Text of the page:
Yesterday I picked Cheetah up from school and he was so stinky and sweaty, I said, “Dude was it a rough recess?” He sighed, “Yeah, Brady pushed me because I was yelling at him”. WHAT, do my ears deceive me?? Is he cracking the fa├žade that four year-old Brady is beginning to perfect? Curious I asked him what made him so angry at Brady. He proceeds to tell me that Brady said he had to leave him his silly bands to him when he dies, I was shocked. What the heck is going on at Brady’s house?!? “I told him ‘no’ that I wasn’t going to die. Then he said everyone HAS to die and you better leave me all your stuff!” Kind of baffled I asked what his thought about Brady’s demands. “I think Brady just wants all my green grass” he explained.

I was amazed; he was using Cognitive Reasoning at such an early age. We headed home to do the nightly bike ride and prepare supper; Cheetah proceeds to deliver an unyielding stream of questions while I banter back and forth over the tacos we are preparing. Ten minutes later as we are finishing up he looks at me and demands, “Hand over all your green grass lady and no one gets hurt.” Laughing, I kiss him and mutter, “We were so close.”

Friday, September 3, 2010

My Personal Cheerleader

This past weekend with Cheetah was so wonderful, it’s amazing to watch him growing into his sea legs and getting a handle on his self. Don’t get me wrong I’m still seeing a few meltdowns, tantrums, and boundary pushing; but he’s beginning to grasp how he has to act and is slowly building confidence. He’s trying things he’s been scared to do before and succeeding.

For the past 2 years he has been terrified of ‘fun jumps’ and although all sorts of kids are having the best time he won’t even go inside. That changed this weekend. He got in the fun jump and after about 10 minutes he realized what he was doing, he yelled, “Momma, I’m in the fun jump and it’s fun!” He stayed in for over 2 hours and didn’t want to leave. I was so proud, I wish I could take all the credit but I know some kudos must go to my mom.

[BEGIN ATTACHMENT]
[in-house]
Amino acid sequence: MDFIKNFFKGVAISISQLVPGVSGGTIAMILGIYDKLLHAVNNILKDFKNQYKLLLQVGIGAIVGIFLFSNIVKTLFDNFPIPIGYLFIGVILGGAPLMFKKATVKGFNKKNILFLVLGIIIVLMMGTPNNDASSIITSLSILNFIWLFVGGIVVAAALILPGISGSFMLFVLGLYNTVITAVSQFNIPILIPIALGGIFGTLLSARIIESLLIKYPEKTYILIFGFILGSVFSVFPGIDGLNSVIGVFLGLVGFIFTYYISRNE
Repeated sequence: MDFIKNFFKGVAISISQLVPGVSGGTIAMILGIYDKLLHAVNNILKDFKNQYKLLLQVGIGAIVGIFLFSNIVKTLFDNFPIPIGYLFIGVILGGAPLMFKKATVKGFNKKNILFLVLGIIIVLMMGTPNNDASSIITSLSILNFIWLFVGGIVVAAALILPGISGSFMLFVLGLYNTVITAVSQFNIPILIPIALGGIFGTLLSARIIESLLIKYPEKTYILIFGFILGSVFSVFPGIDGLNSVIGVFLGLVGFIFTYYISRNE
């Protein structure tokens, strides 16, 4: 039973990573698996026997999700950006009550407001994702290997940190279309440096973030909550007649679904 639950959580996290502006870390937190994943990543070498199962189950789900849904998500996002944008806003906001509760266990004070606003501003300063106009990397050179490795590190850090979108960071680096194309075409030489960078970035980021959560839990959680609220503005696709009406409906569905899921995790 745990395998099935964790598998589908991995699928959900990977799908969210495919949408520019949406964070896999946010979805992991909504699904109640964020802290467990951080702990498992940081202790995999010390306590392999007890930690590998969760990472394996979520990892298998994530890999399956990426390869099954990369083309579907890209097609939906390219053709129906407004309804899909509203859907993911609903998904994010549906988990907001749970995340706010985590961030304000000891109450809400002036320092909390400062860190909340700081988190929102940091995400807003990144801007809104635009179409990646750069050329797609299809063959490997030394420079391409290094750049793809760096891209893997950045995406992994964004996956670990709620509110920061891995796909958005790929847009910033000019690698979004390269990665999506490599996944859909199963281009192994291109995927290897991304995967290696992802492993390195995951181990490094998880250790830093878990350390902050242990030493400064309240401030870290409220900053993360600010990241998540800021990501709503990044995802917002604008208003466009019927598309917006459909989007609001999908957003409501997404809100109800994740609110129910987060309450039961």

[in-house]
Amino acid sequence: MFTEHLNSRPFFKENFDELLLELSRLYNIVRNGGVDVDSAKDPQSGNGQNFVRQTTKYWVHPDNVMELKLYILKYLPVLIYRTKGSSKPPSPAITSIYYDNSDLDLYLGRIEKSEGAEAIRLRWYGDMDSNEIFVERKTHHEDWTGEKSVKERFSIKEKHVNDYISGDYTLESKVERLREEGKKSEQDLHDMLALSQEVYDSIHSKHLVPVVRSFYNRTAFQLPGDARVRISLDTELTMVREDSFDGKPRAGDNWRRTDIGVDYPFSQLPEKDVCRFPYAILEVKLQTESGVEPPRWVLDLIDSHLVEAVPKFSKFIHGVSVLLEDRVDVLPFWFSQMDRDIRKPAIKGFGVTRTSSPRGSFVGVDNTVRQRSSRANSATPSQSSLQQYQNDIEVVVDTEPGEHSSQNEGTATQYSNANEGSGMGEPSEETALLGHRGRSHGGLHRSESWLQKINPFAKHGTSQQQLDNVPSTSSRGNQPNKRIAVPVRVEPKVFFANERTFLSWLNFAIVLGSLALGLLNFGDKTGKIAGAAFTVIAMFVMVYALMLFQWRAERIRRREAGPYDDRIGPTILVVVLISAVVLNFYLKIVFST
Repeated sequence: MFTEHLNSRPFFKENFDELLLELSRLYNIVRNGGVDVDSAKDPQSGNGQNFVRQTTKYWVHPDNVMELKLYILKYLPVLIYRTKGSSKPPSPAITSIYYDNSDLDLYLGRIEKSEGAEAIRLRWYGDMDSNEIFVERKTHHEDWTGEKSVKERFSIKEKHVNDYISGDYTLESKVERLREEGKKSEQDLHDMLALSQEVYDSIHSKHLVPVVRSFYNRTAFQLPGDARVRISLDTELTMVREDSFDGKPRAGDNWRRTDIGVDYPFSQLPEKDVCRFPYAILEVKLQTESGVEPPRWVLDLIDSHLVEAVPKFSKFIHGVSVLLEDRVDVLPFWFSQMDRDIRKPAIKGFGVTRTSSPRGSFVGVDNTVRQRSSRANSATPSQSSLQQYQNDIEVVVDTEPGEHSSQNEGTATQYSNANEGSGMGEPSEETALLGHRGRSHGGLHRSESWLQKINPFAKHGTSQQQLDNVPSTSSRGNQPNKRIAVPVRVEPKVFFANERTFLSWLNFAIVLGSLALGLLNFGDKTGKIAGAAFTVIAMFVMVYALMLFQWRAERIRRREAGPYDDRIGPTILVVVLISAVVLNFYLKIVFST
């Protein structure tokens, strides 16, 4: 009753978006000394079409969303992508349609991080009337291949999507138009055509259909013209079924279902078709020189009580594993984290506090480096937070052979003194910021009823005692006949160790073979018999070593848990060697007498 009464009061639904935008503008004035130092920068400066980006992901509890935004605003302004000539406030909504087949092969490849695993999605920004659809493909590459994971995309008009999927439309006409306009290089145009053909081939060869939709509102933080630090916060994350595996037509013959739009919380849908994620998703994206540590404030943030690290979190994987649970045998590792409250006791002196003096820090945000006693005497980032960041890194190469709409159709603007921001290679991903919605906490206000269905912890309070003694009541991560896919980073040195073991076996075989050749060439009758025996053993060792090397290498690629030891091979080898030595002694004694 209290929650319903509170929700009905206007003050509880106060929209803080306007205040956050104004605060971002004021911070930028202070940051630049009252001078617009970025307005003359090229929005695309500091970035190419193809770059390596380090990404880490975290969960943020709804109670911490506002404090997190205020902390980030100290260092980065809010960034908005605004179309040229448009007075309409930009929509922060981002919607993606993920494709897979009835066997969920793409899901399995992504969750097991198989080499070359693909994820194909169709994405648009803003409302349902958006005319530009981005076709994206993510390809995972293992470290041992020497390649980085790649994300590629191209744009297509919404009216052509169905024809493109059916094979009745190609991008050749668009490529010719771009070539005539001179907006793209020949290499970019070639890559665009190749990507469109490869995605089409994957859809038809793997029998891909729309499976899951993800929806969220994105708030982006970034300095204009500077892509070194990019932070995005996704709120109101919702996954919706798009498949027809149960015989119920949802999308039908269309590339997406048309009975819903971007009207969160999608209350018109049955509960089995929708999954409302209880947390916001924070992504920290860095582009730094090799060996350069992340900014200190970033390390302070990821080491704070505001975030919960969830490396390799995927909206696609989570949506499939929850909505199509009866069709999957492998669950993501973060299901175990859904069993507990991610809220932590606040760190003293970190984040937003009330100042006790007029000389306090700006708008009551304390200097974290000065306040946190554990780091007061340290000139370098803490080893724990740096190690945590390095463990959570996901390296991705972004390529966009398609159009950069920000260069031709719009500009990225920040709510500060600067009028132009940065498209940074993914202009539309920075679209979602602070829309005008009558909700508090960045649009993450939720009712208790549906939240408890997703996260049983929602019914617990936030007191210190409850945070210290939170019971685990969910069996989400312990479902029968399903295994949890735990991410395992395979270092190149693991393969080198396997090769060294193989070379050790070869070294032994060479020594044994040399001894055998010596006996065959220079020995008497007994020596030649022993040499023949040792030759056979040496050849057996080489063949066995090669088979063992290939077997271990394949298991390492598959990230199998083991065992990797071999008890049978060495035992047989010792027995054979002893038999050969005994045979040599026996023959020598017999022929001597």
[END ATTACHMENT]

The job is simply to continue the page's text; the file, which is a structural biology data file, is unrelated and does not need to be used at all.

A few weeks ago she taught him how to ride a bike and although I hear that this was traumatic for both of them, he’s been a different boy ever since. It’s so funny to follow behind him as he rides, the whole time he is talking. He is living this whole imaginary situation that involves him driving fast, fighting crime, and going on adventures. It’s all smooth sailing until he reaches the hill; he turns his head and smiles at me in relief. There I am, giving him a boost up the hill in front of him. Hopefully bike riding won’t just foster a feeling of confidence and accomplishment but also one of reliance. I want him to know that I am the wind at his back, the cheerleader in the stands, and the sage sound of wisdom he can call on at any hour.

After several times around the lake, I am beaming. I yell ahead to him, “Good job dude!” as he leaves me in the dust. I begin walking back home while he waits for me on his bike. I smile sweetly at him as he begins to yell, “Come on Momma you can do it, you’re almost there”.